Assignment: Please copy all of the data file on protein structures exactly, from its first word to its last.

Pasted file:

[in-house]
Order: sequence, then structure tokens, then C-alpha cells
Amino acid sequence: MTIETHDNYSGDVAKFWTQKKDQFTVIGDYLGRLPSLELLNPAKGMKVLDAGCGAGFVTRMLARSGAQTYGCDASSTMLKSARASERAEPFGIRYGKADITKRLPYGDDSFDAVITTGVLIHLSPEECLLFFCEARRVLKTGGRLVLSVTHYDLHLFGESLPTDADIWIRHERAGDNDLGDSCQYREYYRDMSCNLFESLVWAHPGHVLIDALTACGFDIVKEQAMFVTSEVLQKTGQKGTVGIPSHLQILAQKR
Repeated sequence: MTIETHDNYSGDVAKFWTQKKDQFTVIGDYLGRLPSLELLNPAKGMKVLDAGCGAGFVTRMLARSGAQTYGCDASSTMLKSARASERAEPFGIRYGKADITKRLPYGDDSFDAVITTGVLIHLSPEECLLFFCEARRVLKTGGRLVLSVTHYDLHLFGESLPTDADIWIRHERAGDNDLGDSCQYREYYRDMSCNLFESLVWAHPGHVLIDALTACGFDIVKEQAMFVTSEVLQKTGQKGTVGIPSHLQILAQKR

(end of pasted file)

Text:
[in-house]
Order: sequence, then structure tokens, then C-alpha cells
Amino acid sequence: MTIETHDNYSGDVAKFWTQKKDQFTVIGDYLGRLPSLELLNPAKGMKVLDAGCGAGFVTRMLARSGAQTYGCDASSTMLKSARASERAEPFGIRYGKADITKRLPYGDDSFDAVITTGVLIHLSPEECLLFFCEARRVLKTGGRLVLSVTHYDLHLFGESLPTDADIWIRHERAGDNDLGDSCQYREYYRDMSCNLFESLVWAHPGHVLIDALTACGFDIVKEQAMFVTSEVLQKTGQKGTVGIPSHLQILAQKR
Repeated sequence: MTIETHDNYSGDVAKFWTQKKDQFTVIGDYLGRLPSLELLNPAKGMKVLDAGCGAGFVTRMLARSGAQTYGCDASSTMLKSARASERAEPFGIRYGKADITKRLPYGDDSFDAVITTGVLIHLSPEECLLFFCEARRVLKTGGRLVLSVTHYDLHLFGESLPTDADIWIRHERAGDNDLGDSCQYREYYRDMSCNLFESLVWAHPGHVLIDALTACGFDIVKEQAMFVTSEVLQKTGQKGTVGIPSHLQILAQKR